Feast, Famine, And Fat Burn

To understand how to shed fat, it helps to understand how and why we store it in the first place. The “why” part is actually pretty simple to answer. We store fat so we have energy to burn when there is no food. The problem, which really isn’t a problem when you consider the alternative, is that most of us have much more food than we really need. In fact, we now live in an environment rife with calorie pollution and with mega-conglomerates pouring millions of marketing dollars into convincing us we need to eat more. This isn’t going to be a dissertation on the politics of food supply and free market capitalism, but it sure helps to know what you are up against so that you can make informed choices along the way to losing weight for good.

There are now 3,900 calories (that’s about 2 days’ worth for many of us) available every day to every man, woman, and child in the country, according to surveys of the US per capita food supply. No one is putting a gun to your head and forcing you to eat them, of course. But let’s face it. They are everywhere and they are really tempting. From potato chips to cheesy subs to honey buns and soft pretzels, there is cheap, accessible, often delicious food available at every gas station, convenience store, concession stand, ball game, concert, and, of course, supermarket. Restaurant and packaged food portion sizes have grown to monumental proportions. We have come to associate food with entertainment; in fact, the food itself is often the main entertainment. It is very, very difficult not to eat more than planned on a daily basis. So it should come as no surprise that we are eating more – a lot more – these days. Though it is the subject of considerable debate, some experts estimate that today we eat at least 300 calories – basically an additional lunch – more each day than we did just 25 years ago. Even those who don’t agree that we’re consuming that much more are in complete agreement that we are burning far less, which brings us to the next point.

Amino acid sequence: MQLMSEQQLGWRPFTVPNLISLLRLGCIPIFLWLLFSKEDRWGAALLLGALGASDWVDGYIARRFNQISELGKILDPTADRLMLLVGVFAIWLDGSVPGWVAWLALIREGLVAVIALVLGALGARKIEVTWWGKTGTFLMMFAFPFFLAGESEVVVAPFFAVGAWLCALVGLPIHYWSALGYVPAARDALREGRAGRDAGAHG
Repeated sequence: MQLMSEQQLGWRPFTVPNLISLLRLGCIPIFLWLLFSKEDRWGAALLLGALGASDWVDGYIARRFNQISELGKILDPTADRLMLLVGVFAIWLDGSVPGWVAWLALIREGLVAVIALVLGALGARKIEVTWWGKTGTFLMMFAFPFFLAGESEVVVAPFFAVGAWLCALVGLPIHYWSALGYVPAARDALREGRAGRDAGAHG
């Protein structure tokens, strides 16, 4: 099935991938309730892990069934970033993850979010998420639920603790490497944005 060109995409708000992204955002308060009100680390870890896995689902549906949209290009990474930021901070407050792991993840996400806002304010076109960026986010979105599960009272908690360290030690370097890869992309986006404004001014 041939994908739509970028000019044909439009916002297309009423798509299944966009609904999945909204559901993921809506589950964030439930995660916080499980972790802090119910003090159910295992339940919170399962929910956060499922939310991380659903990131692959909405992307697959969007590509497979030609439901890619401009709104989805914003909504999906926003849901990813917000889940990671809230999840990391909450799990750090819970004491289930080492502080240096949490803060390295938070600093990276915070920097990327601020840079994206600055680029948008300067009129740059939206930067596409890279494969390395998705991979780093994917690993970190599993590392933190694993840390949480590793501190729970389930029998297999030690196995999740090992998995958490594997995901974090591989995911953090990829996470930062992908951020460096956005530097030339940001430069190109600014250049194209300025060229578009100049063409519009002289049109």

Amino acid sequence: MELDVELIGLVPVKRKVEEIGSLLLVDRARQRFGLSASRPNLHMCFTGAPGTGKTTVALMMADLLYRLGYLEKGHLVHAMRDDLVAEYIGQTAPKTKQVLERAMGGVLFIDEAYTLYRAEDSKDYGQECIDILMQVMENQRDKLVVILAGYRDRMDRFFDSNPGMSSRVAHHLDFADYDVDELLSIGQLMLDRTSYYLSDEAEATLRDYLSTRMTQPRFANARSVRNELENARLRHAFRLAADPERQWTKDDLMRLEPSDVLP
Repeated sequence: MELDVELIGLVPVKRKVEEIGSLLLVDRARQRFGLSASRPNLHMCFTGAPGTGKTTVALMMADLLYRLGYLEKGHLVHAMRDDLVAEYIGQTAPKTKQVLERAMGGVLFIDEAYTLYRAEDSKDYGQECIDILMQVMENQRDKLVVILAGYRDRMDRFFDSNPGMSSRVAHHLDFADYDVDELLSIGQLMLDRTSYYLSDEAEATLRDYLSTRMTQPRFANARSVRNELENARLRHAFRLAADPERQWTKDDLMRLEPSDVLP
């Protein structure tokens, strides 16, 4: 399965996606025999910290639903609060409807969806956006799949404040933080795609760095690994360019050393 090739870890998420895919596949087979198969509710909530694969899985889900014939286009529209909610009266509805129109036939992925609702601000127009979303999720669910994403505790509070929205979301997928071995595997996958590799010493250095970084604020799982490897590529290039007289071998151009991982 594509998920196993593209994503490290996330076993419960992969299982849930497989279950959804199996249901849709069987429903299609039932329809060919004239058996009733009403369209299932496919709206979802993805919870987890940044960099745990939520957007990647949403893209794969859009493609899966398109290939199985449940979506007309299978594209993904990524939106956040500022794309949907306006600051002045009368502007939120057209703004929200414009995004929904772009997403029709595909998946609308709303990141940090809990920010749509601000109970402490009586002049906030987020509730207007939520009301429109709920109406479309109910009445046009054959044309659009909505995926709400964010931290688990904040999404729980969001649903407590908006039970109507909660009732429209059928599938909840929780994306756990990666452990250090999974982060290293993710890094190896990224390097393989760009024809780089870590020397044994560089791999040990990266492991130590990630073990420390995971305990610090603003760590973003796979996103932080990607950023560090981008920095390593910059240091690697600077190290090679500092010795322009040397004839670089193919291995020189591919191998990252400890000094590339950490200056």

Each pound of body weight represents 3,500 calories of unused, stocked away, and ready-to-use energy in your body. It doesn’t take a degree in mathematics to see that the excess we are taking in adds up quickly. Unless you are not doing something to convert those calories into energy and burn them off, they get stored as fat molecules in your storage cells. Your body uses these fat storage cells like a savings account, in case you need energy when food is scarce. As you have likely notices, this is a pretty efficient system. For most of us, it is far easier to “pad” our biological savings account than it is to empty it out.